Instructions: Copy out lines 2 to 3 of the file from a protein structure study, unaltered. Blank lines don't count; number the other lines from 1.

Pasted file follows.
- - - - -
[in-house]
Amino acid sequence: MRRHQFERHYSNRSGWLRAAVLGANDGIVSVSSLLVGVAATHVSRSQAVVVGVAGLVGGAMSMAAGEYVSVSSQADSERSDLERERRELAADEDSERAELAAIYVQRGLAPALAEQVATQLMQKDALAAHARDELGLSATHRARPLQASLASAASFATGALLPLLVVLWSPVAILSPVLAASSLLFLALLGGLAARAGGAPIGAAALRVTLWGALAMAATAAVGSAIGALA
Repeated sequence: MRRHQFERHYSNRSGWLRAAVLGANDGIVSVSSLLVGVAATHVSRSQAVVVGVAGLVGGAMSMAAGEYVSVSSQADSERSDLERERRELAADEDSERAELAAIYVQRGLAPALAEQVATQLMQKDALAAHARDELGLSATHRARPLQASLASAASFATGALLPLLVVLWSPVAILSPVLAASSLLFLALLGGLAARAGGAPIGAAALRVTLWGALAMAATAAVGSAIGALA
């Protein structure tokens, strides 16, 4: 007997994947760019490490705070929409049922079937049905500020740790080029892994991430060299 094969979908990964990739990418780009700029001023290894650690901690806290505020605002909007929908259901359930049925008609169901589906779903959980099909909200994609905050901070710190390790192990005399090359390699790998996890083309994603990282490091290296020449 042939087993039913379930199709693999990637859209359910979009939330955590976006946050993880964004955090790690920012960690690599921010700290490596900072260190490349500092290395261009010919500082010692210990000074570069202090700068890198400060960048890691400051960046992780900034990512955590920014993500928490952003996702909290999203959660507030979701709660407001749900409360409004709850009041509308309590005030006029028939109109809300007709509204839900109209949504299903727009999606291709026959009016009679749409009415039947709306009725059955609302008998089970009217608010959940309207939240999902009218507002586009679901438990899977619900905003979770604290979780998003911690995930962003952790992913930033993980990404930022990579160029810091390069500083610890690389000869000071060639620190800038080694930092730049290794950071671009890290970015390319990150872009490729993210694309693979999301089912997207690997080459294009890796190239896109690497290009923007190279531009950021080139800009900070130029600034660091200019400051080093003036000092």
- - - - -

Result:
Amino acid sequence: MRRHQFERHYSNRSGWLRAAVLGANDGIVSVSSLLVGVAATHVSRSQAVVVGVAGLVGGAMSMAAGEYVSVSSQADSERSDLERERRELAADEDSERAELAAIYVQRGLAPALAEQVATQLMQKDALAAHARDELGLSATHRARPLQASLASAASFATGALLPLLVVLWSPVAILSPVLAASSLLFLALLGGLAARAGGAPIGAAALRVTLWGALAMAATAAVGSAIGALA
Repeated sequence: MRRHQFERHYSNRSGWLRAAVLGANDGIVSVSSLLVGVAATHVSRSQAVVVGVAGLVGGAMSMAAGEYVSVSSQADSERSDLERERRELAADEDSERAELAAIYVQRGLAPALAEQVATQLMQKDALAAHARDELGLSATHRARPLQASLASAASFATGALLPLLVVLWSPVAILSPVLAASSLLFLALLGGLAARAGGAPIGAAALRVTLWGALAMAATAAVGSAIGALA